I went to see him on Friday. His room felt light and airy and I was thankful that I had been called in to support him spiritually in moving to the next world in peace. It was time for me to honor the commitment that I had made to him. His wife, my Aunt Lou, was very concerned that he get rest, and wanted him to stay quiet. I went outside. I felt myself wanting to avoid the intimacy that I had promised him. A dear Osage Indian friend, Cherri, who had much experience with the elderly making their transition, “happened” to call me on the telephone. She encouraged me to follow through, and she was firm.

I bravely entered the room to complete my mission, my dear Uncle Harold almost in a coma. As Aunt Lou left the room, she instructed me to not talk to him and I agreed, having no intention of listening to her directives. She didn’t know what I knew, that this was the last time that I would see him alive in this physical world. I knew that I had things to say. I needed to tell him goodbye. The nurse sensed the preciousness of the moment and left the room. I held my uncle’s hand and told him how wonderful it was to have him in my life, and how much he had helped others and me along the way. I told him that recently he had reported to me that he had traveled to seventy-four countries, and been on twenty-two cruises.

“It is time now for you to go somewhere that you haven’t been in a very long time and have new adventures. You are loved very much. You can come and visit us in our dreams.” It is interesting that I said that, as it just kind of came out.

I suppose that I was guided.

I knew that he and I were complete with what we needed and were intended to share in this physical life. I embraced in my heart this final gift that my dear Uncle Harold had given me, the gift of a fully experienced goodbye. I was ready to let him go.

He passed on Sunday morning, in peace and in love. When I got the news, I remembered his saying many times, “Life is for the living.” His words of wisdom were like a torch burning brightly in my heart and soul. With some encouragement from my precious daughter-in-law, Tisha, I ate some chocolates and then went outside and planted a garden. I knew that he would have wanted me to keep moving forward with my life. I had to be grateful for all that we shared, and know that it was enough, perfect for us both, just what we needed.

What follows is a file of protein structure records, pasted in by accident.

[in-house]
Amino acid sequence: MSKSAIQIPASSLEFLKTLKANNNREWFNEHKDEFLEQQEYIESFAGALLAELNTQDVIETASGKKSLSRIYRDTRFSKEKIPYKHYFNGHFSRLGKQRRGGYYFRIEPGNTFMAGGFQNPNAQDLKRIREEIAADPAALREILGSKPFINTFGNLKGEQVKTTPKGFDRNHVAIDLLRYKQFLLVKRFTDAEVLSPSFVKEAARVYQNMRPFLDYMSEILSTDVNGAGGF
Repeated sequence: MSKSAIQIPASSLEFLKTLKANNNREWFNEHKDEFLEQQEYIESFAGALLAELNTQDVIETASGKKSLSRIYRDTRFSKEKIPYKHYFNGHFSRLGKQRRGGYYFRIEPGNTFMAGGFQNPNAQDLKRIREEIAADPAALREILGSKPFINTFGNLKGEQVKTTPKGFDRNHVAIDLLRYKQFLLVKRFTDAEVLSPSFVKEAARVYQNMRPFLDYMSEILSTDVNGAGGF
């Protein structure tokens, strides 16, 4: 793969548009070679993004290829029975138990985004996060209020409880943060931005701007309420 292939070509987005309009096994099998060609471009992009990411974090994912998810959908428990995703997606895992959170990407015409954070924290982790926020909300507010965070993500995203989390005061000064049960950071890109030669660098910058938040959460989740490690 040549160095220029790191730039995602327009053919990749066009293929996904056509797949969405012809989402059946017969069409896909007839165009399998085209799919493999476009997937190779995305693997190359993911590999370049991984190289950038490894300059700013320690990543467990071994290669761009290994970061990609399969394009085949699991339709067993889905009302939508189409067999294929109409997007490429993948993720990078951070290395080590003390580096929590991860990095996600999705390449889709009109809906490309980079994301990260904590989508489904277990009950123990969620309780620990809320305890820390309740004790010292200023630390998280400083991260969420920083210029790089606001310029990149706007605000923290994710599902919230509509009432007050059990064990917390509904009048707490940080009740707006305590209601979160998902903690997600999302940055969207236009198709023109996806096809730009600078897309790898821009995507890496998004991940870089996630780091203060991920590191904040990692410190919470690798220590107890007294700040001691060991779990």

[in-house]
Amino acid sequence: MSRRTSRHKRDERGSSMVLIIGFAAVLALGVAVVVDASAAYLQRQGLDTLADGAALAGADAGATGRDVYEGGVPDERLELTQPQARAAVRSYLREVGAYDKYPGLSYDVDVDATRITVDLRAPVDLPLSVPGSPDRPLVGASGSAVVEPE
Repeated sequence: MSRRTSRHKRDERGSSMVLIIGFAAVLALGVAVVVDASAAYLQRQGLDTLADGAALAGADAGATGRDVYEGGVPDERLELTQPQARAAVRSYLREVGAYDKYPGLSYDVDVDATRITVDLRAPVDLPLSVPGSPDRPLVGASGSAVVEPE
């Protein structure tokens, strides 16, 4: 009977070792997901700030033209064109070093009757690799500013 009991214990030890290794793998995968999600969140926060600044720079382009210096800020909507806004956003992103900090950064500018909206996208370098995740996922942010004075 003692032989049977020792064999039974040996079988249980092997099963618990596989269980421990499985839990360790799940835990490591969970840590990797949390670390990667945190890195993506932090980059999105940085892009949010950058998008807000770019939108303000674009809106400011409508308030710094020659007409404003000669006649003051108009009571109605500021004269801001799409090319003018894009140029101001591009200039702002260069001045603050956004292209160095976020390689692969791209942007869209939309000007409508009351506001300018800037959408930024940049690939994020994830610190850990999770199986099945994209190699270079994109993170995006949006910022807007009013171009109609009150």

Since his transition, he has come to me in my dreams many times. Always upon awakening, I feel my heart so full! I feel so loved, just as if I had seen him in the physical.

One night I dreamed that he had come back for a visit. I ran to greet him and give him a hug. I told him, “Uncle Harold, this world is different without you in it.”

He pondered for a moment, and said with his usual humor, “The other world is different now that I am there!”

A Tribute

I wrote the following in his honor:

I learned early on that any time spent with Harold Bell would always turn into an adventure. He always knew how to take a situation that may have seemed mundane to others, and turn it into something that we would all be talking about for years to come. My first memory of my dear Uncle Harold was when I was 5 years old. It was while visiting Lou, Harold and little tiny Robert in Houston that I lost my first tooth. His company car, complete with a Coca Cola sign on the side of it, made quite an impression on a five year-old little girl!

My relationship with him moved to a new level when I suddenly became a single parent of two small boys. We met frequently, and as I am sure you all remember, his first question was always, “How are you?” Then he always asked about my boys.

He had a huge heart and really did care. He always was interested in how my business was going, and how my personal life was progressing. Sometimes the report was great, sometimes not so great.

At the end of our meeting, regardless of how difficult things were, or how awesome things were, he always ended our time together by pointing his finger out in front of us as he said emphatically, “Well doll, straight ahead!!!!!!!!!”

I walked away from those visits with his words in my heart. Those words, and his belief in me and in the possibilities in my life gave me courage to face whatever was in front of me. And, I knew that I was loved.

He loved us all. He was there for us all through thick and thin, encouraging, scolding, having ideas, applauding, entertaining us, believing in us, loving us, and letting us love him. I watched him be a devoted husband and father, and patiently care for an elderly Mother for many years (and she was a challenge to all our patience!). His dedication to all those he loved was a great model to us all.

Though his voice and physical presence will be so greatly missed, his love, his wisdom, his sarcasm and laughter, and his belief in us and in the grand possibilities for all our lives will live on in all our hearts and his words that linger in our hearts will continue to be an inspiration to our dreams.

Harold Bell was finished with what he came here to this Earth to do.

As he goes onto his next adventure, we release him with love and with hearts overflowing with gratitude for his presence in our lives.

Now it is our turn to say to you: We thank you! We love you!

Well, Harold Bell – Straight Ahead!!!!!!!!!!!!!!

His heart is free now ..and finally, so is mine.

Straight Ahead! Everything is Possible!

By | 2016-10-29T10:29:03+00:00 May 10th, 2015|Articles|Comments Off on A Journey to Understanding Death and Dying

About the Author:

Dr. Joy
Dr. Joy Vanderbeck, Certified Hypnotherapist (C.Ht.) is a Life Success Coach, Hypnotherapist, Positive Attitude Trainer, Personal, Professional and Relationship Coach, speaker and published author. Beginning her 35th year of coaching and training, Dr. Joy is an active consultant, specializing in stress reduction, positive thinking, communication skills, and personal motivation.